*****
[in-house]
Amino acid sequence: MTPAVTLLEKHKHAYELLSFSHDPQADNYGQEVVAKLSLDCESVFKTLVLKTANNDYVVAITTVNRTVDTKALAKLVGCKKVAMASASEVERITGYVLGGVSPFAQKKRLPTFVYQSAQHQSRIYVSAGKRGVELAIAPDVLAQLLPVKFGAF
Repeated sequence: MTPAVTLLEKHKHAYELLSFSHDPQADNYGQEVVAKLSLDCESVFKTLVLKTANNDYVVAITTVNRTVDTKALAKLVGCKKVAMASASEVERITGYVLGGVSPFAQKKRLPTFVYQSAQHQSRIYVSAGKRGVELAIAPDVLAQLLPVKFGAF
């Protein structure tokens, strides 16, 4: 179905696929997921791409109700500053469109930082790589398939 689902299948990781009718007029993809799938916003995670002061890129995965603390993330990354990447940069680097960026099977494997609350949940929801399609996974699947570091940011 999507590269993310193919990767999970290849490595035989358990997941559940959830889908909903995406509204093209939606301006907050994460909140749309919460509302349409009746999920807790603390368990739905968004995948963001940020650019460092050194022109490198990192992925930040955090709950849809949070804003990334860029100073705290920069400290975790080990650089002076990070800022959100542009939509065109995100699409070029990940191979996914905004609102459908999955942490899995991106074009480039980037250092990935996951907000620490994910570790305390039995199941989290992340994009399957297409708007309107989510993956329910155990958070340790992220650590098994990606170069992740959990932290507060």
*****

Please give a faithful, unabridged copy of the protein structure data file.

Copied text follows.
[in-house]
Amino acid sequence: MTPAVTLLEKHKHAYELLSFSHDPQADNYGQEVVAKLSLDCESVFKTLVLKTANNDYVVAITTVNRTVDTKALAKLVGCKKVAMASASEVERITGYVLGGVSPFAQKKRLPTFVYQSAQHQSRIYVSAGKRGVELAIAPDVLAQLLPVKFGAF
Repeated sequence: MTPAVTLLEKHKHAYELLSFSHDPQADNYGQEVVAKLSLDCESVFKTLVLKTANNDYVVAITTVNRTVDTKALAKLVGCKKVAMASASEVERITGYVLGGVSPFAQKKRLPTFVYQSAQHQSRIYVSAGKRGVELAIAPDVLAQLLPVKFGAF
């Protein structure tokens, strides 16, 4: 179905696929997921791409109700500053469109930082790589398939 689902299948990781009718007029993809799938916003995670002061890129995965603390993330990354990447940069680097960026099977494997609350949940929801399609996974699947570091940011 999507590269993310193919990767999970290849490595035989358990997941559940959830889908909903995406509204093209939606301006907050994460909140749309919460509302349409009746999920807790603390368990739905968004995948963001940020650019460092050194022109490198990192992925930040955090709950849809949070804003990334860029100073705290920069400290975790080990650089002076990070800022959100542009939509065109995100699409070029990940191979996914905004609102459908999955942490899995991106074009480039980037250092990935996951907000620490994910570790305390039995199941989290992340994009399957297409708007309107989510993956329910155990958070340790992220650590098994990606170069992740959990932290507060």